There’s a lot of discussion about affordability as home
prices continue to appreciate rapidly. Even though the most recent index on
affordability from the National Association of Realtors (NAR) shows homes are
more affordable today than the historical average, some still have concerns
about whether or not it’s truly affordable to buy a home right now.
When addressing this topic, there are various measures of
affordability to consider. However, very few of the indexes compare the
affordability of owning a home to renting one. In a paper just published by the
Urban Institute, Homeownership Is Affordable Housing, author Mike Loftin
examines whether it’s more affordable to buy or rent. Here are some of the
1. Renters pay a higher percentage of their income toward
their rental payment than homeowners pay toward their mortgage.
The report explains:
“When we look at the median housing expense ratio of all
households, the typical homeowner household spends 16 percent of its income on
housing while the typical renter household spends 26 percent. This is true, you
might say, because people who own their own home must make more money than
people who rent. But if we control for income, it is still more affordable to
own a home than to rent housing, on average.”
2. Renters don’t have extra money to invest in other
The report goes on to say:
“Buying a home is not a decision between investing in
real estate versus investing in stocks, as financial advisers often claim.
Instead, the home buying investment simply converts some portion of an existing
expense (renting) into an investment in real estate.”
It explains that you still have a housing expense (rent
payments) even if you don’t buy a home. You can’t live in your 401K, but you
can transfer housing expenses to your real estate investment. A mortgage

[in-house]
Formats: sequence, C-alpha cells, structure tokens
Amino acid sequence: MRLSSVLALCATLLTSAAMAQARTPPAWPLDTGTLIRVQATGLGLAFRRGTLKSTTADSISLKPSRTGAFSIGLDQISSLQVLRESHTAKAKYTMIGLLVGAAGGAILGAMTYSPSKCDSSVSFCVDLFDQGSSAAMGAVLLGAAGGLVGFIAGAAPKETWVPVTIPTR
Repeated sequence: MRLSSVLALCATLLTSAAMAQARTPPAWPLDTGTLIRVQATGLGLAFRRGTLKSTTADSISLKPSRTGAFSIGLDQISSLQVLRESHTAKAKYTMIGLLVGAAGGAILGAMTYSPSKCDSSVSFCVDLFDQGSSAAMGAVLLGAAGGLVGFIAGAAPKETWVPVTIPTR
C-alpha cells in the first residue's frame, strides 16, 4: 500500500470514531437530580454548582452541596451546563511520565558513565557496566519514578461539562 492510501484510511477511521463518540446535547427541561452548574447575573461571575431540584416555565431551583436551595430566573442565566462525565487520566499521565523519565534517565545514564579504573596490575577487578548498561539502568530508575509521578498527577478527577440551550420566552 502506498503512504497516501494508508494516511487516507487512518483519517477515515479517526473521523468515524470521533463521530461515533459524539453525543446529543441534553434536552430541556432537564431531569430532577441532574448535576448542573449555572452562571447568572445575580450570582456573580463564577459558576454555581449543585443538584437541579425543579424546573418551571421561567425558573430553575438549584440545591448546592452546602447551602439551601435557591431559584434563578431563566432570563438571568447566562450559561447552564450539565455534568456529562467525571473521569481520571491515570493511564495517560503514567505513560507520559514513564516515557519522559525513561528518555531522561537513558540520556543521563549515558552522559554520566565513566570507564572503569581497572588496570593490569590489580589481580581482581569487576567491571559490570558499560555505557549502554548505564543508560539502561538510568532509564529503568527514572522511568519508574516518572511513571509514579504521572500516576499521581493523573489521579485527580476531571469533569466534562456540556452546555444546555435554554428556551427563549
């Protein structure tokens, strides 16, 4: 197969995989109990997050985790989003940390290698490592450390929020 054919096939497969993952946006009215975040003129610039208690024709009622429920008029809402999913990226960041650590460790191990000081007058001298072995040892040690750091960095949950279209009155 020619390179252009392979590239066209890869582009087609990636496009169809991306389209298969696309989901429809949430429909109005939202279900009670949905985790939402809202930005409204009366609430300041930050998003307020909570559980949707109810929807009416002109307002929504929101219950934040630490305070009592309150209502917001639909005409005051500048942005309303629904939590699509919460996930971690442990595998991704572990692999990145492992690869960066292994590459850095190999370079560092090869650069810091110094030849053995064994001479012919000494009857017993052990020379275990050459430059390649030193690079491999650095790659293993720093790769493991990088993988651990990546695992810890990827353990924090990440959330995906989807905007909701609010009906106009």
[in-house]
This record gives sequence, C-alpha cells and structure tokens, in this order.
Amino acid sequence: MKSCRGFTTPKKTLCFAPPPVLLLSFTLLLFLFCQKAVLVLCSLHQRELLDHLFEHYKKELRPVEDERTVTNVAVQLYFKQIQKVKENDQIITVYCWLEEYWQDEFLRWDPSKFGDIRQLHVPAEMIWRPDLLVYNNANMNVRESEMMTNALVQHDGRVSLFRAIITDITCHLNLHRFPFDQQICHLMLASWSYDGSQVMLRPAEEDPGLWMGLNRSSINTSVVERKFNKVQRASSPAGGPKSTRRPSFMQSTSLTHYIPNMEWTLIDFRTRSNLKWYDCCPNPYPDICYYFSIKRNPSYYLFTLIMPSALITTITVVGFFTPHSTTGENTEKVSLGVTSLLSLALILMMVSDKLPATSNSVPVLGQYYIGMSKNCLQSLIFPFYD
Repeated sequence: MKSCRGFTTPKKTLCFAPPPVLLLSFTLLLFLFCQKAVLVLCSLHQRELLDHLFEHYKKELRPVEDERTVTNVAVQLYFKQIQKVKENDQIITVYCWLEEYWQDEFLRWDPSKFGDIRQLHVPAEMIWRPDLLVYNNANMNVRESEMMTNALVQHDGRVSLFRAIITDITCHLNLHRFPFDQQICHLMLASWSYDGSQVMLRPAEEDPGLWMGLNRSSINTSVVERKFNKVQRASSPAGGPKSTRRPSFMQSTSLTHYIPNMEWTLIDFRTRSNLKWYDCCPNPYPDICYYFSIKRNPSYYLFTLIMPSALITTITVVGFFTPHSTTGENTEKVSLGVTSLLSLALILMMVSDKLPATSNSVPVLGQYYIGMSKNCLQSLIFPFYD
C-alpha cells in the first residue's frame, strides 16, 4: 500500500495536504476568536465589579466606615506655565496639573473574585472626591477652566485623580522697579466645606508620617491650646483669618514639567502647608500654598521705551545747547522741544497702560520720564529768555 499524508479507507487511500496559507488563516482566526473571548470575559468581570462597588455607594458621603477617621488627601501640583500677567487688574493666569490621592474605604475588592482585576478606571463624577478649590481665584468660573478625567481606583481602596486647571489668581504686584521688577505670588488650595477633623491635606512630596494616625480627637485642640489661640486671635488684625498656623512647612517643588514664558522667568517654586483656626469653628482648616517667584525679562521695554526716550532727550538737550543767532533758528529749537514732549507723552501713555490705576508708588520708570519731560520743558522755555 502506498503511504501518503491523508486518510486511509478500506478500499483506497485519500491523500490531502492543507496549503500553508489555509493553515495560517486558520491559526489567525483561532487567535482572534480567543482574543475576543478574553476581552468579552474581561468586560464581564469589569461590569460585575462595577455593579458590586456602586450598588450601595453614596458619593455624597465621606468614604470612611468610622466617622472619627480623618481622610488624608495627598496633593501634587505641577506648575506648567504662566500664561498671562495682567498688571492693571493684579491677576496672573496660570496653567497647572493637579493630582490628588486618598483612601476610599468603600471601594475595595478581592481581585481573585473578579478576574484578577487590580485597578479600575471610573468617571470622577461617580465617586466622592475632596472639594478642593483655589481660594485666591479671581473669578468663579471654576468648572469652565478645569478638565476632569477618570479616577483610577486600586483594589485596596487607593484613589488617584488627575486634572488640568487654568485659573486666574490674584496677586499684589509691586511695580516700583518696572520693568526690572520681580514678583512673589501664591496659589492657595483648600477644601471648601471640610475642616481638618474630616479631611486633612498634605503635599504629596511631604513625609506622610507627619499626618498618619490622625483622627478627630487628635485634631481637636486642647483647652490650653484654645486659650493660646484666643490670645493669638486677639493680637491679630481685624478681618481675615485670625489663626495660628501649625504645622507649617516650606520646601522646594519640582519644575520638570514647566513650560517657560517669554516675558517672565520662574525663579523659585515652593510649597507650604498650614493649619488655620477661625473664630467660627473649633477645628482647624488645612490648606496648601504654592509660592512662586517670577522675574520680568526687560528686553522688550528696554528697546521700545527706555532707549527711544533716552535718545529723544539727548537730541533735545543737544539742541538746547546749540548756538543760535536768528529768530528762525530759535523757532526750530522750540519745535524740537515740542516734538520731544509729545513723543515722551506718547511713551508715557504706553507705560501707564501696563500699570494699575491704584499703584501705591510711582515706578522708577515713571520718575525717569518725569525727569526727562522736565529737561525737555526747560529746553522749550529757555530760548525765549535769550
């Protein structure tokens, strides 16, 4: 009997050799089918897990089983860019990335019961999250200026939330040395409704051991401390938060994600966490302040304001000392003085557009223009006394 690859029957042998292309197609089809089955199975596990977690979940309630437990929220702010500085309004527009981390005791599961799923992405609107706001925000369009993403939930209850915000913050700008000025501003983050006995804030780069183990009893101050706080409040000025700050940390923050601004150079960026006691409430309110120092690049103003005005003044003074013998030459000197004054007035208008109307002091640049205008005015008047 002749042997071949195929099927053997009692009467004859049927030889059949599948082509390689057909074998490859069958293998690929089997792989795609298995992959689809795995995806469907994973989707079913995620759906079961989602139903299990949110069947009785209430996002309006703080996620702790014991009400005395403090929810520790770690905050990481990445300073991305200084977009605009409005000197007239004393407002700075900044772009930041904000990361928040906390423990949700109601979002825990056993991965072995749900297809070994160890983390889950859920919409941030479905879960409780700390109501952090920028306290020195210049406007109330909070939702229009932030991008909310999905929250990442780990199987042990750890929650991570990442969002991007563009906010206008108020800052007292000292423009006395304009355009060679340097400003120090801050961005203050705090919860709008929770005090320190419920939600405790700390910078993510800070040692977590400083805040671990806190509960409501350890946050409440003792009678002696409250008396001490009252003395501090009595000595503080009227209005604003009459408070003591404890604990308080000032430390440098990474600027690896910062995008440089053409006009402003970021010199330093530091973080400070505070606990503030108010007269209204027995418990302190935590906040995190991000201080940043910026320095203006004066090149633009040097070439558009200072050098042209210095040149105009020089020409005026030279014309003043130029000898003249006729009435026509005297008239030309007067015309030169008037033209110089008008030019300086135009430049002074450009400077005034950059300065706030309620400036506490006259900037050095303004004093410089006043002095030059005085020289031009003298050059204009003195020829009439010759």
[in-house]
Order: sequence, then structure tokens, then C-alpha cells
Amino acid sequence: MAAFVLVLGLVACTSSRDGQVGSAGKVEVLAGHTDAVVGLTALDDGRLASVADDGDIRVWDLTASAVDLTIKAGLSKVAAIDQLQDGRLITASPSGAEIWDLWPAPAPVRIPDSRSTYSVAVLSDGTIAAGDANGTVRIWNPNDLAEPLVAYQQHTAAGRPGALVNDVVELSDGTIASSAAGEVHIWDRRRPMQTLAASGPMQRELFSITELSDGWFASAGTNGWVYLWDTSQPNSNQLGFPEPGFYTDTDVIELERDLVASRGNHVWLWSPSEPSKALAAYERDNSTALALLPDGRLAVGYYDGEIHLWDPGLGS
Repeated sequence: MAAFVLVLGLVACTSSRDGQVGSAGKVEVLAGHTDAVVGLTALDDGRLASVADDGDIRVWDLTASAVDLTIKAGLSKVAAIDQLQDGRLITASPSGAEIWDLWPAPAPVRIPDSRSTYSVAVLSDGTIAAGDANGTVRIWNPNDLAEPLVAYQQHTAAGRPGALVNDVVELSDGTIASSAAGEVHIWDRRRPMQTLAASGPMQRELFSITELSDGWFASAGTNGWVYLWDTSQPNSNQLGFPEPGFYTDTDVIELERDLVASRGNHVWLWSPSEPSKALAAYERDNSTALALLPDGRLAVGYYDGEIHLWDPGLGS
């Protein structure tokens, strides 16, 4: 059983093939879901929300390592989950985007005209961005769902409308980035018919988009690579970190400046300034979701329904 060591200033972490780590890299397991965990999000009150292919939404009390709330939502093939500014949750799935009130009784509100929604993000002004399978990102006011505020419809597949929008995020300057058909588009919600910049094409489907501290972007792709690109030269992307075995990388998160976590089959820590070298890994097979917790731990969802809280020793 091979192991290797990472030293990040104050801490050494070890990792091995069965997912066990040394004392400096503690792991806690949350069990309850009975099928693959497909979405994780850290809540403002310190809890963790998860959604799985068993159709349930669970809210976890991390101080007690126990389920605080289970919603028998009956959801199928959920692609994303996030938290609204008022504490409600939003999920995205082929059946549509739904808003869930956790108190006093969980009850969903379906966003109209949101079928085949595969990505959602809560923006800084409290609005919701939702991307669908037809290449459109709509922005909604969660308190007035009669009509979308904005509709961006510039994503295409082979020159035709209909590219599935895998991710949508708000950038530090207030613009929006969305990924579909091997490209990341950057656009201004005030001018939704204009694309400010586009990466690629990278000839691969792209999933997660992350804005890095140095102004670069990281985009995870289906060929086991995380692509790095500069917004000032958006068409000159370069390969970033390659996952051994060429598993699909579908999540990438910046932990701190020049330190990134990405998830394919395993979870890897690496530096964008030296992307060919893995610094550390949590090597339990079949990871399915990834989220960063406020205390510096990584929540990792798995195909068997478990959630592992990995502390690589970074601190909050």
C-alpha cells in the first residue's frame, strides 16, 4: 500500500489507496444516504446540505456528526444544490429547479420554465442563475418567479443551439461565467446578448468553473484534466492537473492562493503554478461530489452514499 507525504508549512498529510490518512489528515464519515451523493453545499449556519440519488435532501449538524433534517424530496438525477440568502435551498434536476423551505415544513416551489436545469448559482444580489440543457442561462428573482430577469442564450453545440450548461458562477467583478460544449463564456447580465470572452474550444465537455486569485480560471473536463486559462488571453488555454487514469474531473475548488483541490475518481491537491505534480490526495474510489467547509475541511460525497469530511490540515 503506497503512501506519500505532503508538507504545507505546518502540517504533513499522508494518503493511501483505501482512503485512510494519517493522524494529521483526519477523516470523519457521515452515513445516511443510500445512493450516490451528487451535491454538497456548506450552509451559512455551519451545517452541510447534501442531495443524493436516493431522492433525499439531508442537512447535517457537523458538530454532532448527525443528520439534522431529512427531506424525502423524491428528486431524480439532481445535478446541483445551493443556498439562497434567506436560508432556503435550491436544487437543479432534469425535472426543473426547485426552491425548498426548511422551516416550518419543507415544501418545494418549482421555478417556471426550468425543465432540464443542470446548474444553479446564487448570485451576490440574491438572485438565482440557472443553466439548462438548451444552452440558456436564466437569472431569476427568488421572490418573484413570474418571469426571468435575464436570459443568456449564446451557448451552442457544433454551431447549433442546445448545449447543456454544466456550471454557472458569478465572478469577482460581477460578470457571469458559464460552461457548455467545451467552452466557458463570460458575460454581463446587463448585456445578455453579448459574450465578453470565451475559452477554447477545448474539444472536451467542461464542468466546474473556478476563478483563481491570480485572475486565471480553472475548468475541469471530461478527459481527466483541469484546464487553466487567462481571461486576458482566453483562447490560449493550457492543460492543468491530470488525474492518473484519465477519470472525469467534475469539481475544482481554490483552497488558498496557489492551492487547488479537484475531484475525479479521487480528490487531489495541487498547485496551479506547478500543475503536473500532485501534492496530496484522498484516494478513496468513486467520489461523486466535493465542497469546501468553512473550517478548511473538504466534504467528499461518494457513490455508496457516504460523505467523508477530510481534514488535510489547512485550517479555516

payment is forced savings; it goes toward building equity you will likely get
back when you sell your home. There’s no return on your rent payments.
3. Your mortgage payment remains relatively the same over
time. Your rent keeps going up.
The report also notes:
“Whereas renters are continuously vulnerable to cost
increases, rising home prices do not affect homeowners. Nobody rebuys the same
home every year. For the homeowner with a fixed-rate mortgage, monthly payments
increase only if property taxes and property insurance costs increase. The
principal and interest portion of the payment, the largest portion, is fixed.
Meanwhile, the renter’s entire payment is subject to inflation.
Consequently, over time, the homeowner’s and renter’s
differing trajectories produce starkly different economic outcomes.
Homeownership’s major affordability benefit is that it stabilizes what is
likely the homeowner’s biggest monthly expense, assuming a buyer has a fixed-rate
mortgage, which most American homeowners do. The only portion of the
homeowner’s housing expenses that can increase is taxes and insurance. The
principal and interest portion stays the same for 30 years.
4. If you want to own a home and can afford it, waiting
could cost you.
As the report also indicates:
“We need to stop seeing housing as a reward for financial
success and instead see it as a critical tool that can facilitate financial
success. Affordable homeownership is not the capstone of economic well-being;
it is the cornerstone.”
Homeownership is the first rung on the ladder of financial
success for most households, as their home is most often their largest asset.
If the current headlines reporting a supposed drop-off in
home affordability are making you nervous, let’s connect to go over the real
insights into our area.